John Barley and his wife Suzanne own New Zealand-based insurance broking business Barley Insurance. They also own RiteTrack. By understanding risk they are able to engineer creative solutions to prevent losses and help improve productivity, profitability and resilience for businesses.

John has written extensively on risk management and how health and lifestyle impact on road risk.

In your opinion what is the cause of most collisions on the road?
Fatigue of the driver – lack of awareness of the driver’s immediate environment.

What are the principle ‘risks’ facing drivers in 2016?
Risks is such a small word yet it covers an expanse of subjects. I believe the biggest risk for drivers is not being able to handle the day to day stressors in their lives. 30% are personal risks, 70% are environmental.

Environment covers such issues as employment, relationships with wife and family, road safety – this includes traffic congestion and tourists, vehicle safety and readiness for the job to be done. We are not as resilient as we think we are: 51% of people worry about having an accident when they go to bed at night. What would happen to their family etc. Thus, people don’t get the right amount of sleep at night. We need to understand what risk is before we can categorise.

In addition to the obvious risk of falling asleep at the wheel, how does tiredness affect drivers?
On so many levels. Sleep is critical. This is when the body heals itself. The brain requires 20% of the body’s energy to function at its optimal level. If the body is already depleted of energy because of fatigue and stress and not having the correct level of nutrition and exercise then the body cannot heal itself.

How does stress impact on road risk?
Stress is a precursor to anxiety and depression; degenerative diseases. When a person is not operating at optimal level they are not aware of their environment. Their mind is on other things – like daydreaming. The driver is on auto pilot and not aware of his or her surroundings.

Why does lifestyle impact so much on road risk?
Lifestyle covers issues such as home environment, the home financials, the health of a person’s children and partners, maybe even parents. Fear is a real big issue. The fear of not having enough money to survive and pay the bills. What used to be a middle class income is now threatened with being in the poverty line. With all these concerns, plus the possible illness of the driver (diabetes, heart disease, liver disease, cancer, depression and anxiety to name just a few) lifestyle has a huge impact.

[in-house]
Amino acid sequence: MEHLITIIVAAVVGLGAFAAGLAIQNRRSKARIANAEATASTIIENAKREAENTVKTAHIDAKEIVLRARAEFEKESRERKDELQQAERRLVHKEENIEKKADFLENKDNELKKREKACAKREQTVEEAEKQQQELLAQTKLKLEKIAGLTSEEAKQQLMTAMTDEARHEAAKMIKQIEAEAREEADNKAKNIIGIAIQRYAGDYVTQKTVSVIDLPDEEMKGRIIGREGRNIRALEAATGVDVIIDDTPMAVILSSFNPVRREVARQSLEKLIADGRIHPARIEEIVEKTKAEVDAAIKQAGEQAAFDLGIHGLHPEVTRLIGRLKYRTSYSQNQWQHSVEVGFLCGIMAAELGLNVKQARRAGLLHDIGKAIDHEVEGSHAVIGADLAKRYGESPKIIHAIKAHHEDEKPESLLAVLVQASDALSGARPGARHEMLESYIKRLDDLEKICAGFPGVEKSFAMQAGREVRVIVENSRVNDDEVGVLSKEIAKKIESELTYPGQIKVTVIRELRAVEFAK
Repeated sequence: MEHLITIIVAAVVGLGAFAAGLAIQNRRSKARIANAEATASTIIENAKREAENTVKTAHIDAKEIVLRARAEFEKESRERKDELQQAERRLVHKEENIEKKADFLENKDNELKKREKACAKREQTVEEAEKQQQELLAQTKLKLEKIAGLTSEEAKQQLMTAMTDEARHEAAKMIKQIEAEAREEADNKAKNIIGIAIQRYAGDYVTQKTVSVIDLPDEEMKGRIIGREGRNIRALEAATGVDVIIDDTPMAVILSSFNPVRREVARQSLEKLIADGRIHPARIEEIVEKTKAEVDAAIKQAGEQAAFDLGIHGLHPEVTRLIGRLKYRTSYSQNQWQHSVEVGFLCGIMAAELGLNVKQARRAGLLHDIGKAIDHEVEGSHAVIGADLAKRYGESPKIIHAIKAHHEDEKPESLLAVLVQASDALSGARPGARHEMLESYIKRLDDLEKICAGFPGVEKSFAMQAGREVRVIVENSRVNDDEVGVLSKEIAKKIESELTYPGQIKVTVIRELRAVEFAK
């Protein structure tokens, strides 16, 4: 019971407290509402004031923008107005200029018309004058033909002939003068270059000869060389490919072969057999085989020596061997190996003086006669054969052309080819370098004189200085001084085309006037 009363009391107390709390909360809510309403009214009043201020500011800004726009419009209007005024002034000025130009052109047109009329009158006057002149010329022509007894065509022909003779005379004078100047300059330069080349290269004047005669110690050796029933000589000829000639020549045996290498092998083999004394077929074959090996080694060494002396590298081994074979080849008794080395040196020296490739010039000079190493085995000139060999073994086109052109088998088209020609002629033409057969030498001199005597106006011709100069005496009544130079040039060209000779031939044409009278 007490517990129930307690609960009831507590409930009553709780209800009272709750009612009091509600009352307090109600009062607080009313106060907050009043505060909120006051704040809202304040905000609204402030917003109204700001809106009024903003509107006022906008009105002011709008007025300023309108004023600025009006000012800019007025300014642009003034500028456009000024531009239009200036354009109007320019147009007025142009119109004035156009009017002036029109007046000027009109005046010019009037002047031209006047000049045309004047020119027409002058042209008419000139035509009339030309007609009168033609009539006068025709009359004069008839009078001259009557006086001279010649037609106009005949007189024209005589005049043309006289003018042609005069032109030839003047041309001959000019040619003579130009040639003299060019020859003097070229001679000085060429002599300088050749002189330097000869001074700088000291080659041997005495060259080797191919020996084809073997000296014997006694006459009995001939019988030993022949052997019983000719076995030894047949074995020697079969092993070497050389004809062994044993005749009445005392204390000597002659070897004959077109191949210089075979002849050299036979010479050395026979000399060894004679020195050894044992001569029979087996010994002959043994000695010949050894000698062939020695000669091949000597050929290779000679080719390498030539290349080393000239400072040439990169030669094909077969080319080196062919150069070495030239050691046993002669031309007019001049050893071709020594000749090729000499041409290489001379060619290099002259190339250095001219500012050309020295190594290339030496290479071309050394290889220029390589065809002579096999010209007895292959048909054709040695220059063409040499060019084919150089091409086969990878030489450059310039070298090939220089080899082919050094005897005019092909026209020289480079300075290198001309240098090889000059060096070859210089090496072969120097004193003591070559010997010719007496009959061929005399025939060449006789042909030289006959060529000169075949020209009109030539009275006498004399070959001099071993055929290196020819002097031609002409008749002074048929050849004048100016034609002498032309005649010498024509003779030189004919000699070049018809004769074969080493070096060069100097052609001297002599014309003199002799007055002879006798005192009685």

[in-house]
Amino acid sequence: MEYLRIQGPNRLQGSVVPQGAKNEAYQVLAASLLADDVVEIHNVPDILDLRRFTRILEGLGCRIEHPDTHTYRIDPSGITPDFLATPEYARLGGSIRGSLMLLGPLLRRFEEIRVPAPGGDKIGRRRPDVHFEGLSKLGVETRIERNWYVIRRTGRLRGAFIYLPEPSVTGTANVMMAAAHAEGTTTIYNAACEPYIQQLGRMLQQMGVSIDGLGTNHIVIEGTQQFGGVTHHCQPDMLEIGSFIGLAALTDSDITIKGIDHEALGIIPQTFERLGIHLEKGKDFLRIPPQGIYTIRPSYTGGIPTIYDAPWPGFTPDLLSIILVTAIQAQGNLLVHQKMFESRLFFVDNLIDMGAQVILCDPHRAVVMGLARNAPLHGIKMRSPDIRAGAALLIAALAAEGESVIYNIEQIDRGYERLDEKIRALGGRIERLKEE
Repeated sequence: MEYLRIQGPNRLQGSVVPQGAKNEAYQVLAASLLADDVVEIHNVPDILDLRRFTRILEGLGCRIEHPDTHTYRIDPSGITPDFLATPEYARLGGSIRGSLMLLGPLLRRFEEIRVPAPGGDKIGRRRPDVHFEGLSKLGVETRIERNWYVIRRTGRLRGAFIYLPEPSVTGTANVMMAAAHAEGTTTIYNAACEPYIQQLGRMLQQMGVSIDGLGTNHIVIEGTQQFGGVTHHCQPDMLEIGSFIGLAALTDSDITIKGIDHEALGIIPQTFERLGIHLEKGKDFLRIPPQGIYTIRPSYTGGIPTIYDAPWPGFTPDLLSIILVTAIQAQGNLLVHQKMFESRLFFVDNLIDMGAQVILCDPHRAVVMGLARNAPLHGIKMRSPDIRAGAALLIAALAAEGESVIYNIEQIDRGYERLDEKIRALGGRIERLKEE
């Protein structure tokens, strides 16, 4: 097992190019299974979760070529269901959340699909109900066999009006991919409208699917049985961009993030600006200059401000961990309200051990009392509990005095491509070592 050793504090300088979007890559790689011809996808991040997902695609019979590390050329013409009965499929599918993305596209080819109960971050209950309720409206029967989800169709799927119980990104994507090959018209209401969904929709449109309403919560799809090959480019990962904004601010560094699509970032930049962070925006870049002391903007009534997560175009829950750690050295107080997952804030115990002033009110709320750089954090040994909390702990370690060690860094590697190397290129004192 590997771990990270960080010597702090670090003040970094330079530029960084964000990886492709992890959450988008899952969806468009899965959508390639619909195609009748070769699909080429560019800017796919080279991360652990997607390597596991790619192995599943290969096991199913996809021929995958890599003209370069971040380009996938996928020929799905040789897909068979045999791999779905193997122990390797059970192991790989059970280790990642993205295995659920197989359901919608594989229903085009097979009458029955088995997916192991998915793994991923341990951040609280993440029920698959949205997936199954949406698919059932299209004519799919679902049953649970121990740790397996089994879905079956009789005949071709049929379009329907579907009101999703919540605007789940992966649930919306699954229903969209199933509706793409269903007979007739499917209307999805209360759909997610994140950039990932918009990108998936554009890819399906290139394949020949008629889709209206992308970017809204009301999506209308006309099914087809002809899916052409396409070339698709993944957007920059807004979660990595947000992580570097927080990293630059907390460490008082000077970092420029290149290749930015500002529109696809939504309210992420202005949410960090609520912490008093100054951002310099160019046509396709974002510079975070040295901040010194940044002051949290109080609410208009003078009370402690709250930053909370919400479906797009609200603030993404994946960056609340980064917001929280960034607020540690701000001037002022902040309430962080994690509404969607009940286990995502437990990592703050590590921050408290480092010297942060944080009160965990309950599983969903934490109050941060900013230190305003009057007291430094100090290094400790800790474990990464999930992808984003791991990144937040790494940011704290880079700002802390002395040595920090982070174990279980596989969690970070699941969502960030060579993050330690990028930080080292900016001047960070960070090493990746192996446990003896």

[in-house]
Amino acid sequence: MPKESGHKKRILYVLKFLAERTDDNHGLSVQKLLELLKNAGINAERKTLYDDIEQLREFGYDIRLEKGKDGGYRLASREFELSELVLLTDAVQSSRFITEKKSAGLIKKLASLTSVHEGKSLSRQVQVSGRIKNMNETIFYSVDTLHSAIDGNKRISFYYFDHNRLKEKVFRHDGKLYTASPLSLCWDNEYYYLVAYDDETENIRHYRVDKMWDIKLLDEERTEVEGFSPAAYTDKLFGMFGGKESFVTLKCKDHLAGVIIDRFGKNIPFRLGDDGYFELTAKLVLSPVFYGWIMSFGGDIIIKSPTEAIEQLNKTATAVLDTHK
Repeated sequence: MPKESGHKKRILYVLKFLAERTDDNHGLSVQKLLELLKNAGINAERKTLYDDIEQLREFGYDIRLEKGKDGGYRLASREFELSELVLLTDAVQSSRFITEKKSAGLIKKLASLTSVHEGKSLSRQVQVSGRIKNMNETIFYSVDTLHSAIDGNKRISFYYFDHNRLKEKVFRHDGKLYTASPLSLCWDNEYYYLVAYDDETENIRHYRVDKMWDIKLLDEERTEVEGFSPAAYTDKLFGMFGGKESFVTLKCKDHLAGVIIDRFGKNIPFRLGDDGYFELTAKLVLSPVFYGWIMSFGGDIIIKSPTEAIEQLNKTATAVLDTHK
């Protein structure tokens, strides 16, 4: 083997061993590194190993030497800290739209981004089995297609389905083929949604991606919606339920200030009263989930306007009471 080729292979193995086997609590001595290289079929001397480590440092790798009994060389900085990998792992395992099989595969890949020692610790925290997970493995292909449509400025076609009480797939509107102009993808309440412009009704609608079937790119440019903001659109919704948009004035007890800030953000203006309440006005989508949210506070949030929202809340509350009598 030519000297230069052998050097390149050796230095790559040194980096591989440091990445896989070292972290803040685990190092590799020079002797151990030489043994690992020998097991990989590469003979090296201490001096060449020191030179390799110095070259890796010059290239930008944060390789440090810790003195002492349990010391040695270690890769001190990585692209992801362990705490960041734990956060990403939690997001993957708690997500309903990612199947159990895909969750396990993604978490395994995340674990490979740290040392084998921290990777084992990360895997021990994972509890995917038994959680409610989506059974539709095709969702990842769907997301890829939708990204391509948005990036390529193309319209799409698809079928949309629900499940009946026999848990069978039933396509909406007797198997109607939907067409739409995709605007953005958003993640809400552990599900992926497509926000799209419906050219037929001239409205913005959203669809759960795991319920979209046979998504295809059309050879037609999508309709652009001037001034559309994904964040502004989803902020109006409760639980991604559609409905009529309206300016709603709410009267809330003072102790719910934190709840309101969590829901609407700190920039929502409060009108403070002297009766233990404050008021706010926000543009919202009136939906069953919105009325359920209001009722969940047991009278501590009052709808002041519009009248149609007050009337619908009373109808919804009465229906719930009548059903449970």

Of course we have not even started to discuss the issues relating to shift work plus the hours required sitting behind a wheel doing long haul. Drivers have hours of solitude to think and rethink about things such as fear of failed marriage, failed relationships, maybe even illness of their parents and disruption to life. On top of this they have to deal with the stress of delivery of product on time.

What is the key to keeping a ‘fully functioning brain’ focused on the driving task?
Eat well. Eat real foods, not processed foods. Eat walnuts, have top line fish oil and supplements, take top line probiotics and prebiotics, have 7-8 hours’ sleep at night – this is really important. Drink water. It sounds lame but the happiness level of the driver has a huge impact. Stop smoking, cut down on alcohol, exercise more – at least 20 minutes a day. This is really important. I have read a lot of books written by qualified doctors with Phds. Bottom line. Supplement with high top end supplements and don’t stop.

What simple lifestyle changes can drivers make?
Change their diet – but call it Food Choice rather than diet as diet is too oppressive. Sleep. Have 7-8 hours’ sleep. Try to get off shift work if at all possible.

Drivers should make lifestyle changes at home so that their children are well and their partner is well. Lifestyle changes means making sure everyone is eating well (vegetables, fruit, fish, meat, nuts, berries), making sure children get 8-10 hours’ sleep at night and spending quality time together.

If you had one piece of advice for the employers of drivers what would it be?
Understand your drivers’ needs. Follow up on issues of health of drivers. Have an open door to drivers and maybe their families. Read as much as possible about the necessity of having an effective culture within your business. It’s not all about dollars and cents.

What is culture and how does it affect safety?
Define your values and discuss them with your drivers. If you say you care – show that you care and continue to do so. For some really good examples of understanding culture, read “Drive to Perfection” by Brian Fielkow or “Cracking Great Leaders” by Bruce Holland.

If you had one piece of advice for the riders and drivers of the world what would it be?
You/we supposedly only have one life. Each and every one of us very special. Whoever designed our bodies, our cellular life, was an absolute genius. If we look after, maintain and understand the workings of the body and love who we are then we are capable of so many things on so many different levels.

But most of all learn to love yourself and this means respecting yourself by giving your bodies and mind the time to recover and to mend.